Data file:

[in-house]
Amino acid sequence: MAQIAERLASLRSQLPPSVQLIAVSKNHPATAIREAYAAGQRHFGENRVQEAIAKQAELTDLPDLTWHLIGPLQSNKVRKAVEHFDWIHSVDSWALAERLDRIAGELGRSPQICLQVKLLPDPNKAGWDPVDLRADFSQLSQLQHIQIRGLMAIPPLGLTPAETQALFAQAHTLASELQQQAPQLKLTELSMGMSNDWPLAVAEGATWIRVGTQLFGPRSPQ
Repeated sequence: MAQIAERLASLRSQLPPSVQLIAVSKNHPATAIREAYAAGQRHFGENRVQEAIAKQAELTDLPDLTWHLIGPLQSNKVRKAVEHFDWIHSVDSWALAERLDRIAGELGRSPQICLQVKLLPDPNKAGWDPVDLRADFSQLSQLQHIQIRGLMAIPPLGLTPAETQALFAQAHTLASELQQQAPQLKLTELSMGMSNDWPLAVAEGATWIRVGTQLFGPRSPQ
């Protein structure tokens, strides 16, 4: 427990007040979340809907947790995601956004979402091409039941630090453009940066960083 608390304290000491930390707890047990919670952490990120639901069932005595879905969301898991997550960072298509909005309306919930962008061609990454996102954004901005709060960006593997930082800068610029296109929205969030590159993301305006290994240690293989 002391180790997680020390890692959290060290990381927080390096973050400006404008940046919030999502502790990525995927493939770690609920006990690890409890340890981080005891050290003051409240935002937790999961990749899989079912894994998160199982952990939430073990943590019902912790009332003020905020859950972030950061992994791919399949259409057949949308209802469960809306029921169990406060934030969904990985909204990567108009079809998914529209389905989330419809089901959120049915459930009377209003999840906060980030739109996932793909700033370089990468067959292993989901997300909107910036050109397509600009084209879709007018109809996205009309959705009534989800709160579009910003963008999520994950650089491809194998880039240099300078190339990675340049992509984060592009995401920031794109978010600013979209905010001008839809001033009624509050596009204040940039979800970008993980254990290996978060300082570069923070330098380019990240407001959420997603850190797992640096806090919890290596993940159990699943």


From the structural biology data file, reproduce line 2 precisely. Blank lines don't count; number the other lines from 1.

Amino acid sequence: MAQIAERLASLRSQLPPSVQLIAVSKNHPATAIREAYAAGQRHFGENRVQEAIAKQAELTDLPDLTWHLIGPLQSNKVRKAVEHFDWIHSVDSWALAERLDRIAGELGRSPQICLQVKLLPDPNKAGWDPVDLRADFSQLSQLQHIQIRGLMAIPPLGLTPAETQALFAQAHTLASELQQQAPQLKLTELSMGMSNDWPLAVAEGATWIRVGTQLFGPRSPQ